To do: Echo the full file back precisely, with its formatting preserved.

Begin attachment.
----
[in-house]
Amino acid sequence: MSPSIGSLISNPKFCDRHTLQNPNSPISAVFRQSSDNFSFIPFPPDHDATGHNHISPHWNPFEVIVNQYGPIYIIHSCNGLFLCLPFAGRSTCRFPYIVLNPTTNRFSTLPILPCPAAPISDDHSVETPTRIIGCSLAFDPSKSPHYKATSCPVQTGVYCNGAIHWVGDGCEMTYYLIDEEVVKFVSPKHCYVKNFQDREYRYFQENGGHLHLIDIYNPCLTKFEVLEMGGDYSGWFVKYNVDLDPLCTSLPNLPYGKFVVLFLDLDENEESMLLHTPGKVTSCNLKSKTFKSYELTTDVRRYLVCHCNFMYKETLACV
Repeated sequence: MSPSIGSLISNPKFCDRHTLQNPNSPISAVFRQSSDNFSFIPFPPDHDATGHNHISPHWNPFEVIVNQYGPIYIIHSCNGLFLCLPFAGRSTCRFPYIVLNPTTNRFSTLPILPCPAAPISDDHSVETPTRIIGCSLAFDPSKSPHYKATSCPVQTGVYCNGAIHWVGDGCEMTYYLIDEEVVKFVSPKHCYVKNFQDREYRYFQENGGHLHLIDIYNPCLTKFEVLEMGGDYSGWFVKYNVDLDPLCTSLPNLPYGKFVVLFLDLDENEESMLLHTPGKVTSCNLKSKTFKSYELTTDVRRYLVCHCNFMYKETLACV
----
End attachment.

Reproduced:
[in-house]
Amino acid sequence: MSPSIGSLISNPKFCDRHTLQNPNSPISAVFRQSSDNFSFIPFPPDHDATGHNHISPHWNPFEVIVNQYGPIYIIHSCNGLFLCLPFAGRSTCRFPYIVLNPTTNRFSTLPILPCPAAPISDDHSVETPTRIIGCSLAFDPSKSPHYKATSCPVQTGVYCNGAIHWVGDGCEMTYYLIDEEVVKFVSPKHCYVKNFQDREYRYFQENGGHLHLIDIYNPCLTKFEVLEMGGDYSGWFVKYNVDLDPLCTSLPNLPYGKFVVLFLDLDENEESMLLHTPGKVTSCNLKSKTFKSYELTTDVRRYLVCHCNFMYKETLACV
Repeated sequence: MSPSIGSLISNPKFCDRHTLQNPNSPISAVFRQSSDNFSFIPFPPDHDATGHNHISPHWNPFEVIVNQYGPIYIIHSCNGLFLCLPFAGRSTCRFPYIVLNPTTNRFSTLPILPCPAAPISDDHSVETPTRIIGCSLAFDPSKSPHYKATSCPVQTGVYCNGAIHWVGDGCEMTYYLIDEEVVKFVSPKHCYVKNFQDREYRYFQENGGHLHLIDIYNPCLTKFEVLEMGGDYSGWFVKYNVDLDPLCTSLPNLPYGKFVVLFLDLDENEESMLLHTPGKVTSCNLKSKTFKSYELTTDVRRYLVCHCNFMYKETLACV